Citizens’ protest against mayor in Concepción, Paraguay enters fifth month

Citizens are demanding the resignation of mayor Alejandro Urbieta, who is accused of the fraudulent sale of municipal land at the Nanawa Port, corruption and mismanagement of public resources

February 13, 2019 by Peoples Dispatch
The protest of residents on February 5 was met with harsh repression by the police. Photo: Ultimahora

The citizens of Concepción, Paraguay, have been protesting for almost 4 months, demanding the resignation of mayor Alejandro Urbieta. The mayor is accused of corruption, lack of transparency, breach of the public information law, heavy debts to the pension fund and mismanagement of public resources. One of the major irregularities he is allegedly involved in is the fraudulent sale of municipal public space in Nanawa Port.

On February 5, the police attacked protesters with tear gas, rubber bullets, and fire hydrants, which resulted in injuries to several individuals. Police pursued young protesters and three were violently arrested, including a 17-year-old.

The first protest was held on October 15, 2018, at the Agustín Fernando de Pinedo plaza, from where protesters went to Urbieta’s house. They staged a demonstration, demanding his resignation and threw rotten eggs and toilet paper at the building. On October 24, another escrache [a type of demonstration which involves applying public pressure prominent persons, usually by congregating around their homes] was held outside the mayor’s residence. The police responded with harsh repressive measures. They fired tear gas bombs and rubber bullets, injuring 2 people.

Similar protests held in the following weeks were also attacked by the police. Another violent incident of police repression was recorded on November 2 during a demonstration outside Urbieta’s father residence. Senator Pedro Santacruz of the Democratic Progressive Party (PDP) who was a part of the mobilization, was wounded during the confrontation. Mario Ferreira, a demonstrator, was pushed to the ground, beaten by the police and apprehended. Several people were injured with rubber pellets during that protest. Attacks on the demonstrations also took place on November 12 and November 20.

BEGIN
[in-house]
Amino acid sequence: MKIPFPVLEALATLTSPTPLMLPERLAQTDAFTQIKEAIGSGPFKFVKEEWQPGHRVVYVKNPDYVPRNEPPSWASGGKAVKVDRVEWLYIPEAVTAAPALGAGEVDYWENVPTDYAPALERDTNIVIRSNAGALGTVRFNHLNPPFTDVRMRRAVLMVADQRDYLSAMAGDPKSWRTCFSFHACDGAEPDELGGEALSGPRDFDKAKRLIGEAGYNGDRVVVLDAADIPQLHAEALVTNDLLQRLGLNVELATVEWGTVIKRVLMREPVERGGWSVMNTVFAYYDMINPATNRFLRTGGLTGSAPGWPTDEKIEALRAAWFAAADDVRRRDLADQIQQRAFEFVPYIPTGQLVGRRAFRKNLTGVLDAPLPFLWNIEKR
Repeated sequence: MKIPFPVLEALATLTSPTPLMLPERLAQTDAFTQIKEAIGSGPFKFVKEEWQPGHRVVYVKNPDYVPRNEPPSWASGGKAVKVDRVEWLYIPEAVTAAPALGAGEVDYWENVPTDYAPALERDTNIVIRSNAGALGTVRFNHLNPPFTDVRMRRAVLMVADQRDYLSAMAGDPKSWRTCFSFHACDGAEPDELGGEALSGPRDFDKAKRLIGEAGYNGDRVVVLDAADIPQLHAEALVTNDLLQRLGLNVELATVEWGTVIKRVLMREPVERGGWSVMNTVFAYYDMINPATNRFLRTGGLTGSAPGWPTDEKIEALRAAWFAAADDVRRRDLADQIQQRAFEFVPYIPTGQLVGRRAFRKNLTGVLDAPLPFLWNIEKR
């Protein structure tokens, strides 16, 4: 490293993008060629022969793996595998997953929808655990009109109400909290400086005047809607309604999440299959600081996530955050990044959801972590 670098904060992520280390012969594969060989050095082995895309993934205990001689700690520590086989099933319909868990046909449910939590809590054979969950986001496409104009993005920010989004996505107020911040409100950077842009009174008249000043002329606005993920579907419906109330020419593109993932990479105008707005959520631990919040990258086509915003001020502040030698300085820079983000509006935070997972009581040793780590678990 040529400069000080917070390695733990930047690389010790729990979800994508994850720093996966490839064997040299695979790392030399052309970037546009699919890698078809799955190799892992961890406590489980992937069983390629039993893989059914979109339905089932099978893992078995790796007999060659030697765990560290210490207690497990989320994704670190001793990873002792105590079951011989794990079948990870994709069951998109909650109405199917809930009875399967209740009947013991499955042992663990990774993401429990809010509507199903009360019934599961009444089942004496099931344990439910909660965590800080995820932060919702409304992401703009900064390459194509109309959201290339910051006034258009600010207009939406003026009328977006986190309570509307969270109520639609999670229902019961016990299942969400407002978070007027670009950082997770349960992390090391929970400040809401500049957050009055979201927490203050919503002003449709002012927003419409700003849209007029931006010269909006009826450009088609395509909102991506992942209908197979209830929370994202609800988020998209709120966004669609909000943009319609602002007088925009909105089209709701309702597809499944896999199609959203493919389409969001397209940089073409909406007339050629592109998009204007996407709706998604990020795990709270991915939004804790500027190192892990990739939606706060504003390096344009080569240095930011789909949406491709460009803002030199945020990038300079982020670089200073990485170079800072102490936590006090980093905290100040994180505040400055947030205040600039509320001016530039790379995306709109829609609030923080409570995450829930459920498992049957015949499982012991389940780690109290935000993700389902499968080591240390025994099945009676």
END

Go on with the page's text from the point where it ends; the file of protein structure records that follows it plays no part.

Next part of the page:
On October 23, the protesters took their request to the Municipal Board at a public hearing and demanded state intervention. On November 15, after marching throughout the streets of the city during the day, at night, the protesters crowded outside the house of the municipal councilor Estrella Quevedo, demanding that she vote in favor of an order of intervention in the council. But the legislator has failed to respond to the demands.

A key issue the protesters have been flagging is the sale of the 6.2 hectares in Nanawa Port. They allege that the sale of the land to the Terminales y Logística Portuaria S.A. (TLP) for just 700,000 US dollars is a ‘gift’ to the company and that the land has a much higher value. Urbieta sold the plot without sharing the details of the agreement with the Municipal Board.

On the other hand, the city is in a terrible state, with dilapidated streets and poorly executed public works projects. There is a massive shortage of medicines in hospitals and residents have been complaining of lack meals in public schools. Meanwhile, many municipal employees have complained of receiving their salaries with delays of up to two months or in installments.

Currently, Urbieta is under  house arrest, charged with breach of trust and misappropriation. A former municipal officer complained against him and approached the judiciary after not being able to access his contributions from the pension fund, despite the fact that each month, the corresponding amount was deducted from the salary. When he went to withdraw his contribution, he was informed that the money had never been deposited in his name.

During a press conference on November 5, Urbieta said that he would appeal against the house arrest and compared and questioned his restrictive measures with other cases, in which the accused was investigated for much greater amounts while remaining at liberty.

For the people of Concepción though, this legal action is only the beginning in their fight against the systemic corruption and the other issues facing the city.